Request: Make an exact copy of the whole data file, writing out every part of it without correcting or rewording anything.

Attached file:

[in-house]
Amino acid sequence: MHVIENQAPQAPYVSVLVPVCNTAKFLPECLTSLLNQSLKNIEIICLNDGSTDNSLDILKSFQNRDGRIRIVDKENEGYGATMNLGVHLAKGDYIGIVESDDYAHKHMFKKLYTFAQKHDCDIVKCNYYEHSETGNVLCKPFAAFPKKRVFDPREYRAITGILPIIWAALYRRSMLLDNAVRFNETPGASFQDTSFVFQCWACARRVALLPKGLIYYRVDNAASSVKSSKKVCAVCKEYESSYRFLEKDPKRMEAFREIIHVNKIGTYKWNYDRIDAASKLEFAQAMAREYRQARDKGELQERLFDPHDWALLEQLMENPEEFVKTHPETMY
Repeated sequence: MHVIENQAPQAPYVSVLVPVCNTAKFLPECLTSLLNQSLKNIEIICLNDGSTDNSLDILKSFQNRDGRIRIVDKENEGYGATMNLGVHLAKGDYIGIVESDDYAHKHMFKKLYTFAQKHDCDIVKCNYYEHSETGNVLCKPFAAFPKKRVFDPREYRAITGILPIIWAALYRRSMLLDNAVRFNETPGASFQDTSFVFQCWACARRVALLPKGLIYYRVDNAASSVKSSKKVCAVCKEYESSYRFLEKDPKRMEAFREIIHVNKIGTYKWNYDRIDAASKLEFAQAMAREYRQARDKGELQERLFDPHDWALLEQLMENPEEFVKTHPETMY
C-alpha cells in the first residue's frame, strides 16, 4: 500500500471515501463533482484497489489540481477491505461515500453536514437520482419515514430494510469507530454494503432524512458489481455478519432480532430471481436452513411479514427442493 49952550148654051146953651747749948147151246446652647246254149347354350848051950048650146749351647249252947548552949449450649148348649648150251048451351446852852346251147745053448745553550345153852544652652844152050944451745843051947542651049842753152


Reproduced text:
[in-house]
Amino acid sequence: MHVIENQAPQAPYVSVLVPVCNTAKFLPECLTSLLNQSLKNIEIICLNDGSTDNSLDILKSFQNRDGRIRIVDKENEGYGATMNLGVHLAKGDYIGIVESDDYAHKHMFKKLYTFAQKHDCDIVKCNYYEHSETGNVLCKPFAAFPKKRVFDPREYRAITGILPIIWAALYRRSMLLDNAVRFNETPGASFQDTSFVFQCWACARRVALLPKGLIYYRVDNAASSVKSSKKVCAVCKEYESSYRFLEKDPKRMEAFREIIHVNKIGTYKWNYDRIDAASKLEFAQAMAREYRQARDKGELQERLFDPHDWALLEQLMENPEEFVKTHPETMY
Repeated sequence: MHVIENQAPQAPYVSVLVPVCNTAKFLPECLTSLLNQSLKNIEIICLNDGSTDNSLDILKSFQNRDGRIRIVDKENEGYGATMNLGVHLAKGDYIGIVESDDYAHKHMFKKLYTFAQKHDCDIVKCNYYEHSETGNVLCKPFAAFPKKRVFDPREYRAITGILPIIWAALYRRSMLLDNAVRFNETPGASFQDTSFVFQCWACARRVALLPKGLIYYRVDNAASSVKSSKKVCAVCKEYESSYRFLEKDPKRMEAFREIIHVNKIGTYKWNYDRIDAASKLEFAQAMAREYRQARDKGELQERLFDPHDWALLEQLMENPEEFVKTHPETMY
C-alpha cells in the first residue's frame, strides 16, 4: 500500500471515501463533482484497489489540481477491505461515500453536514437520482419515514430494510469507530454494503432524512458489481455478519432480532430471481436452513411479514427442493 49952550148654051146953651747749948147151246446652647246254149347354350848051950048650146749351647249252947548552949449450649148348649648150251048451351446852852346251147745053448745553550345153852544652652844152050944451745843051947542651049842753152